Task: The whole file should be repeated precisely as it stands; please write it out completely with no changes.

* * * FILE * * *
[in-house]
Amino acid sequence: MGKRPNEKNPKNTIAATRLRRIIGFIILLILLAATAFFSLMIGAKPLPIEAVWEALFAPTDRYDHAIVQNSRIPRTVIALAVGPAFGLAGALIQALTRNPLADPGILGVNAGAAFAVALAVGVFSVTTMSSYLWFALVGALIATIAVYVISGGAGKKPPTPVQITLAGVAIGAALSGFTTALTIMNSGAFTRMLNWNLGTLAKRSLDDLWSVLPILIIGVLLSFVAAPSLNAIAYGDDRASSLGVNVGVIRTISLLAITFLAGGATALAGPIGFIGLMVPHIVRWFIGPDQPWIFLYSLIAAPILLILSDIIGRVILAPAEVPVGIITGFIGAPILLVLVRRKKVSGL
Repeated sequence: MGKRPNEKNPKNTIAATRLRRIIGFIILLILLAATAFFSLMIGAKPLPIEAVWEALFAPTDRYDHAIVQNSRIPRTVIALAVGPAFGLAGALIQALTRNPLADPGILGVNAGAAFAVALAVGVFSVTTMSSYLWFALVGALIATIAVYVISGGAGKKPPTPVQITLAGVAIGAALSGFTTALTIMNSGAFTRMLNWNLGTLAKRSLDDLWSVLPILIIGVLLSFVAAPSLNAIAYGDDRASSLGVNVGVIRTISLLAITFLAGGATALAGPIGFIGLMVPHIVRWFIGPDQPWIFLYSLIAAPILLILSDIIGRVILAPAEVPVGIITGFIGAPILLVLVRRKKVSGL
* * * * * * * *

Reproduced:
[in-house]
Amino acid sequence: MGKRPNEKNPKNTIAATRLRRIIGFIILLILLAATAFFSLMIGAKPLPIEAVWEALFAPTDRYDHAIVQNSRIPRTVIALAVGPAFGLAGALIQALTRNPLADPGILGVNAGAAFAVALAVGVFSVTTMSSYLWFALVGALIATIAVYVISGGAGKKPPTPVQITLAGVAIGAALSGFTTALTIMNSGAFTRMLNWNLGTLAKRSLDDLWSVLPILIIGVLLSFVAAPSLNAIAYGDDRASSLGVNVGVIRTISLLAITFLAGGATALAGPIGFIGLMVPHIVRWFIGPDQPWIFLYSLIAAPILLILSDIIGRVILAPAEVPVGIITGFIGAPILLVLVRRKKVSGL
Repeated sequence: MGKRPNEKNPKNTIAATRLRRIIGFIILLILLAATAFFSLMIGAKPLPIEAVWEALFAPTDRYDHAIVQNSRIPRTVIALAVGPAFGLAGALIQALTRNPLADPGILGVNAGAAFAVALAVGVFSVTTMSSYLWFALVGALIATIAVYVISGGAGKKPPTPVQITLAGVAIGAALSGFTTALTIMNSGAFTRMLNWNLGTLAKRSLDDLWSVLPILIIGVLLSFVAAPSLNAIAYGDDRASSLGVNVGVIRTISLLAITFLAGGATALAGPIGFIGLMVPHIVRWFIGPDQPWIFLYSLIAAPILLILSDIIGRVILAPAEVPVGIITGFIGAPILLVLVRRKKVSGL